If you use Chrome as your desktop browser and bookmark manager but Safari for iOS, adding a site to your synced bookmarks while on the go can be tricky. But here’s a way to use the iOS Share interface to directly add a site from Safari to your synced Chrome bookmarks with just a few taps.
Lots of websites contain great information, but they’re not laid out with printing or sharing via PDF in mind. Extra stuff like sidebars, ads, and video players make printing most websites a mess. But you can use Safari’s Reader View to print a clean copy with just the information you want included.
Safari 12, included with macOS Mojave and iOS 12 (and available as an update for older versions of macOS) adds support for favicons. Here’s how to enable them.
The sleek new YouTube Dark Theme is available for desktop web browsers, too. Here’s how to enable it for both guest and user accounts, although you may have to modify a few YouTube preferences first.
If you’re using Google Chrome to run web apps or self-contained websites, here’s how you can configure the browser to launch them in app mode, a special mode that runs the app in a separate Chrome process and removes the unnecessary user interface elements such as the address bar and bookmarks.
Twitter makes it easy to embed a tweet, allowing your website’s readers to jump directly to the Twitter user’s profile, retweet or quote the tweet themselves, and see any responses the tweet may have generated. But there’s one big problem with the way that Twitter embeds tweets: they’re not centered. Here’s how to fix that.
There’s a growing trend in using “realistic” ambient sounds to improve productivity and focus. Check out our new favorite ambient sound generator, Hipster Sound, which can make your home office sound like a custom coffee shop.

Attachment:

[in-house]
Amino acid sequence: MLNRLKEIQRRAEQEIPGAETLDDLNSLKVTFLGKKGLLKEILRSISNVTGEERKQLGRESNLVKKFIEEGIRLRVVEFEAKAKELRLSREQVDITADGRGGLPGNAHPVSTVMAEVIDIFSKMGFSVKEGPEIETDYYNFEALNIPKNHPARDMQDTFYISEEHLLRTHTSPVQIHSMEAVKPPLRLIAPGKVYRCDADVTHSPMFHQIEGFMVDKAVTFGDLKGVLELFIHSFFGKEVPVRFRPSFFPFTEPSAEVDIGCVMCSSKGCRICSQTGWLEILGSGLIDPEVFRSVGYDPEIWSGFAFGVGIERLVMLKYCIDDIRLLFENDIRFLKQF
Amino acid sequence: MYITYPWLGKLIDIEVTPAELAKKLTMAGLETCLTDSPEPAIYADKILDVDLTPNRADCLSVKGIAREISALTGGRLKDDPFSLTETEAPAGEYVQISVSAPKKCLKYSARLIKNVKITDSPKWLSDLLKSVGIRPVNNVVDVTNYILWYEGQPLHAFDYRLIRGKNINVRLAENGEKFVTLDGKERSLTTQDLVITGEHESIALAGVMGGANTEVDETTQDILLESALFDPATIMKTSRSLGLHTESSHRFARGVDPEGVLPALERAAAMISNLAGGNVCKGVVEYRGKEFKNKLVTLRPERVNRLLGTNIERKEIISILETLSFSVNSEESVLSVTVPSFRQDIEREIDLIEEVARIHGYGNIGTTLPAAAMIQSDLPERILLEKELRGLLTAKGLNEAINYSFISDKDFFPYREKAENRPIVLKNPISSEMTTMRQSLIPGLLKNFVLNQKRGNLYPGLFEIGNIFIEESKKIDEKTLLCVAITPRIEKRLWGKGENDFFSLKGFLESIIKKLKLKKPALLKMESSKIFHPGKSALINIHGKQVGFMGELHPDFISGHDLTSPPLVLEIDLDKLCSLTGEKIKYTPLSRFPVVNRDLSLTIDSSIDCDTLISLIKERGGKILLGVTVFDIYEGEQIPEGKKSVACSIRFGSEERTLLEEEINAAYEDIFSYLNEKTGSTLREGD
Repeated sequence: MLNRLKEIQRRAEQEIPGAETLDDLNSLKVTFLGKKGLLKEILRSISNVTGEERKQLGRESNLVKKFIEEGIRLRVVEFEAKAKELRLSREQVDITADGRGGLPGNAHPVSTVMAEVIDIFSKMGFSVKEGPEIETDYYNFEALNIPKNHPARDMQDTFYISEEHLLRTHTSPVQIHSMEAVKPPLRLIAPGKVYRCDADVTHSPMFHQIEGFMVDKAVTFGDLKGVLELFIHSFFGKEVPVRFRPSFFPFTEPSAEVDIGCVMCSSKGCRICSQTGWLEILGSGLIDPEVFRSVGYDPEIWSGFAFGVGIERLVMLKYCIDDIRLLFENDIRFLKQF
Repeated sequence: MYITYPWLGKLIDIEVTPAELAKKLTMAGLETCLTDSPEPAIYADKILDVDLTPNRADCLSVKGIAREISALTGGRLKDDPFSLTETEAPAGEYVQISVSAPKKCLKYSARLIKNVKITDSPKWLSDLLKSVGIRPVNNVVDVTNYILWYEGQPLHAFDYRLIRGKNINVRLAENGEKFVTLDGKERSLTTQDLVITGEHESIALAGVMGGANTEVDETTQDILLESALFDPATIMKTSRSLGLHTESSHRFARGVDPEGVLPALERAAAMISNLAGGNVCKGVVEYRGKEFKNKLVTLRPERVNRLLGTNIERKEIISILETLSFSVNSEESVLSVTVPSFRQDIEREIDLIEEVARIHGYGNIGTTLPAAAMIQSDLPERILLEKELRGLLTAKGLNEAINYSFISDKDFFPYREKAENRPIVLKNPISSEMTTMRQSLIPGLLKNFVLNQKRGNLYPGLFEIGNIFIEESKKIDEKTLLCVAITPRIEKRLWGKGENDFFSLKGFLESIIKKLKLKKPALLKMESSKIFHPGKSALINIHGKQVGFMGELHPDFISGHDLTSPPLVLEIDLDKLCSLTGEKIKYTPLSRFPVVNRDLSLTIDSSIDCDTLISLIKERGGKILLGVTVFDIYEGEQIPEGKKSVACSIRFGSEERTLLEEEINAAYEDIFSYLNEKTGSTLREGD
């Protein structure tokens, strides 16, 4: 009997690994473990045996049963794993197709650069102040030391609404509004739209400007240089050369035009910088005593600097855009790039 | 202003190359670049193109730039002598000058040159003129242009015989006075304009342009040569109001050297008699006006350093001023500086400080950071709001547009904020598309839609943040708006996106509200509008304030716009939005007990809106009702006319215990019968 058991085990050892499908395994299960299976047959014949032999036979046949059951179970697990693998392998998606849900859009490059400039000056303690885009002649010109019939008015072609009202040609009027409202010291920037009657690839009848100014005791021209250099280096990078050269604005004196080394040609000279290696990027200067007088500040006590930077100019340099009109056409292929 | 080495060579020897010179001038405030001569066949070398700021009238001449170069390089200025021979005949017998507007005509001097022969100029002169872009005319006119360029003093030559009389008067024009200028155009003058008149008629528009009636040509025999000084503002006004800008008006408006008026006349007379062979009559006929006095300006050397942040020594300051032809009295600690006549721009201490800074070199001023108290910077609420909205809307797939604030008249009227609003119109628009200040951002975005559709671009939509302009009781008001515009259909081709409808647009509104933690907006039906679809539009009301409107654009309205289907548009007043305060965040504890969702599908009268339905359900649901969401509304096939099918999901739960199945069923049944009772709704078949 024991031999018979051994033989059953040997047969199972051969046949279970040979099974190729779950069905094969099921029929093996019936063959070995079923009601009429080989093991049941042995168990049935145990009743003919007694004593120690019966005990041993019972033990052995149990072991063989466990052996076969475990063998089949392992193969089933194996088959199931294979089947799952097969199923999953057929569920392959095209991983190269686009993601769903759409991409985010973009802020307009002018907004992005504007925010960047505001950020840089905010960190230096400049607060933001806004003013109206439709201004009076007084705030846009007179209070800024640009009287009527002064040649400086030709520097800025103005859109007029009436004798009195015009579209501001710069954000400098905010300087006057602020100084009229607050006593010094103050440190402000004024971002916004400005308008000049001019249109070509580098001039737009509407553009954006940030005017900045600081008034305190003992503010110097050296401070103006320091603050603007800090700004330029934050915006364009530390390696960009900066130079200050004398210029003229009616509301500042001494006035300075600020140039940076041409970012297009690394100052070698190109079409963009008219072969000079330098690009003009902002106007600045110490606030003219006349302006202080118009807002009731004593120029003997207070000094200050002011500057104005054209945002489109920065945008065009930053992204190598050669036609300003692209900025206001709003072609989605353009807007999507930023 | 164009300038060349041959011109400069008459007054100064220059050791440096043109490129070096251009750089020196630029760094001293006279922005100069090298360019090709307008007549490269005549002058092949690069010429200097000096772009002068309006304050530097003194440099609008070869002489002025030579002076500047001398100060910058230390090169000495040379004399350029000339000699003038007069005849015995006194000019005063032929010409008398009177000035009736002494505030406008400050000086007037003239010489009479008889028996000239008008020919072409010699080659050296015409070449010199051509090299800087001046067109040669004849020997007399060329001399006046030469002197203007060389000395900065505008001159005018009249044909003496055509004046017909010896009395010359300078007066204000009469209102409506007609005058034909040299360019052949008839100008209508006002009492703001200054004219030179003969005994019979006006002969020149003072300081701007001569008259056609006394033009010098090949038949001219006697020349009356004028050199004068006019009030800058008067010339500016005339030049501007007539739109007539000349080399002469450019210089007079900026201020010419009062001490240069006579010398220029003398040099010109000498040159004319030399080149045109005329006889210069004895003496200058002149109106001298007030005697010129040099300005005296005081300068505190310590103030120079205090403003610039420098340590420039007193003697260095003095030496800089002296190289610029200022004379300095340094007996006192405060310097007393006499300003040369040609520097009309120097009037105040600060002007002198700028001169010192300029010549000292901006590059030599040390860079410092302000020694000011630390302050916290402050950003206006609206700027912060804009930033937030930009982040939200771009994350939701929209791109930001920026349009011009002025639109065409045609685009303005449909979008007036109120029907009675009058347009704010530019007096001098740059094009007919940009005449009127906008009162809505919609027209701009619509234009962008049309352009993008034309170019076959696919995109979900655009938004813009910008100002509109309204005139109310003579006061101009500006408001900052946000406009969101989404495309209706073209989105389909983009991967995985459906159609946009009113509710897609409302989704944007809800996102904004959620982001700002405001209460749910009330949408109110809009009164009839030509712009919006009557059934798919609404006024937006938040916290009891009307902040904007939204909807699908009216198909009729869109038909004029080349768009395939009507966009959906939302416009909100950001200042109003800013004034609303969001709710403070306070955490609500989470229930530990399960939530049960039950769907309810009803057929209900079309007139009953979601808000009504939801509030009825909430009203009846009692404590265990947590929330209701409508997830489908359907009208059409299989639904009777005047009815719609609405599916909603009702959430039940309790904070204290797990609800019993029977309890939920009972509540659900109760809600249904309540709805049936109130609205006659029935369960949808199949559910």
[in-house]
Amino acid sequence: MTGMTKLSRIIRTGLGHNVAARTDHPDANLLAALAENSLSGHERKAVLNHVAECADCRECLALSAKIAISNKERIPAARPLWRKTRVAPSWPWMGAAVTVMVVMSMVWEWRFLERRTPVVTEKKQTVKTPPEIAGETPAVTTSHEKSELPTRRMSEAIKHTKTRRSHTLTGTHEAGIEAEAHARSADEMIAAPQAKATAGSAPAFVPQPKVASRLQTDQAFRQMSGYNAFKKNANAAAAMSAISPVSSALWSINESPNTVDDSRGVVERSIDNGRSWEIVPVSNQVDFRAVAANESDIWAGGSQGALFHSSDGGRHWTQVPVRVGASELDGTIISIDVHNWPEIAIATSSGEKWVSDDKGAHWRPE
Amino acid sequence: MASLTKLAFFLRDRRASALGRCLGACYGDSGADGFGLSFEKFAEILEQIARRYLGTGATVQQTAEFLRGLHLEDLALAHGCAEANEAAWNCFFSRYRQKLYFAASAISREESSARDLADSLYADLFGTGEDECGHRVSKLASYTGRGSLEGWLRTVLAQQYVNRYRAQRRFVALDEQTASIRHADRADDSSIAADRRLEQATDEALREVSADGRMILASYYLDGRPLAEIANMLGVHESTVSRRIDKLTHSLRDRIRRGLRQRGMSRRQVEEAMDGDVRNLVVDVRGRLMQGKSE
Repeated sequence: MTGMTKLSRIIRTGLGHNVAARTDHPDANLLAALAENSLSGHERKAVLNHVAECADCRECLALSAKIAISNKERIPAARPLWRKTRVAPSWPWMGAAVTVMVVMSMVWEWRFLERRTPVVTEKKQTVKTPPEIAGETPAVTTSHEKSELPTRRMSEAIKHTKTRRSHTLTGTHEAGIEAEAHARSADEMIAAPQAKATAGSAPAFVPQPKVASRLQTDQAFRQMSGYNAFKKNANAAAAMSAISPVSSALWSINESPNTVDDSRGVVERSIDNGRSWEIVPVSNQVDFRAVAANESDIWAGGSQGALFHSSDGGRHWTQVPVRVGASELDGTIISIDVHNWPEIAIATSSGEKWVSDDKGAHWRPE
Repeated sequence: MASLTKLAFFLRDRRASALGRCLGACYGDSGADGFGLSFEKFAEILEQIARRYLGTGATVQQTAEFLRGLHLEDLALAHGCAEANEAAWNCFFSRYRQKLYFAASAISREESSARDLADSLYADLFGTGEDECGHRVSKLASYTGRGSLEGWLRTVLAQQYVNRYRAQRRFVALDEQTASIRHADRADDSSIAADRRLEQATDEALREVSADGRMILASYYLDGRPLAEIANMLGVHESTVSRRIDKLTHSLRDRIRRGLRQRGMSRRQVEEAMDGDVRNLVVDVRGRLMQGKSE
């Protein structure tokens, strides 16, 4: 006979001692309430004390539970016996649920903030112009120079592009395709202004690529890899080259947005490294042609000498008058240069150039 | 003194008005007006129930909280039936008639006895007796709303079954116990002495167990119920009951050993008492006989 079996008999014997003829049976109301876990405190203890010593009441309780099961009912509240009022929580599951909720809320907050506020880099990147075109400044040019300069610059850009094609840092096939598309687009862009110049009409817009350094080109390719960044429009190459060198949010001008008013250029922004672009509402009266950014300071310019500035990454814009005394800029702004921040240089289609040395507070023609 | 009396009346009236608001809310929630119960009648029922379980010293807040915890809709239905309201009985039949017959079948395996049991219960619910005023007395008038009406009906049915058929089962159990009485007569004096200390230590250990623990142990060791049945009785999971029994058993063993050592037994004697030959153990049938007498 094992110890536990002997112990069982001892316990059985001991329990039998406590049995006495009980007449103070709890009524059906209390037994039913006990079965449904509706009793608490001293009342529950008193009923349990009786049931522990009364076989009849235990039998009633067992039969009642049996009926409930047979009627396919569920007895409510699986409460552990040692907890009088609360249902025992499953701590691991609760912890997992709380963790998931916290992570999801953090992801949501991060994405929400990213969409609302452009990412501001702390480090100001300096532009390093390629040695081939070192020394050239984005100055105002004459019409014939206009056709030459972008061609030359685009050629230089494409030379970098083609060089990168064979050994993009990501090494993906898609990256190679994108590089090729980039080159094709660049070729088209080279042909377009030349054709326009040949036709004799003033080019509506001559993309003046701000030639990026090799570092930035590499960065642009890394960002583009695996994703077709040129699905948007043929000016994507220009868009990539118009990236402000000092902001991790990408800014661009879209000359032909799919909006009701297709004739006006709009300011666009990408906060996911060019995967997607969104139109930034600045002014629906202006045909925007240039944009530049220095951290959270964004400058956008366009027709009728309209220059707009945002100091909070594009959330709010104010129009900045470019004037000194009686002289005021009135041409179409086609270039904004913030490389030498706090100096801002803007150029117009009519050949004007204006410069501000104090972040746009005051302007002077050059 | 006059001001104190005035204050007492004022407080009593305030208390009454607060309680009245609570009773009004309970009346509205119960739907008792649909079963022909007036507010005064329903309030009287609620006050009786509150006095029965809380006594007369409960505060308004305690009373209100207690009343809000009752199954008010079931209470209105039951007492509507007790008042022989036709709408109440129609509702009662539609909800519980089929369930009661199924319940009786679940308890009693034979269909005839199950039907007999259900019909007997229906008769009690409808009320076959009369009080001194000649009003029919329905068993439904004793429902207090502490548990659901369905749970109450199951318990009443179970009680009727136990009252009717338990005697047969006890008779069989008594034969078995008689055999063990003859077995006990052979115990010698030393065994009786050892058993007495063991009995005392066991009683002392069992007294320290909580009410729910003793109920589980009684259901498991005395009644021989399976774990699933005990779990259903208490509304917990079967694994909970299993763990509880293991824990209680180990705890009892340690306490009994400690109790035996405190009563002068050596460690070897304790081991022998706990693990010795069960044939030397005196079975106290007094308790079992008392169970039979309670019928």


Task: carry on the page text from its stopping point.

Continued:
Most Mac users know that the Dock is a great way to find and launch their most-used applications, but you can also use the Dock to directly launch your favorite websites. Here’s how to add website shortcuts to the Mac OS X Dock.
Some websites go overboard with unnecessary clutter surrounding the content you’re trying to read. When you simply want to focus on an article or story, you can turn to Safari Reader, a feature in Apple’s Safari Web Browser which extracts only the information you want and nothing else, letting you read in peace. Here’s how Safari Reader works in iOS, and how you can customize its look to suit your reading preferences.
Mobile devices are the future of the Web, making a website’s responsive layout crucial to ensuring a good user experience. While there are many tools that help web designers test responsive designs, a new feature in Safari for OS X El Capitan makes the process quick and easy. Here’s how to use Responsive Design Mode in Safari 9.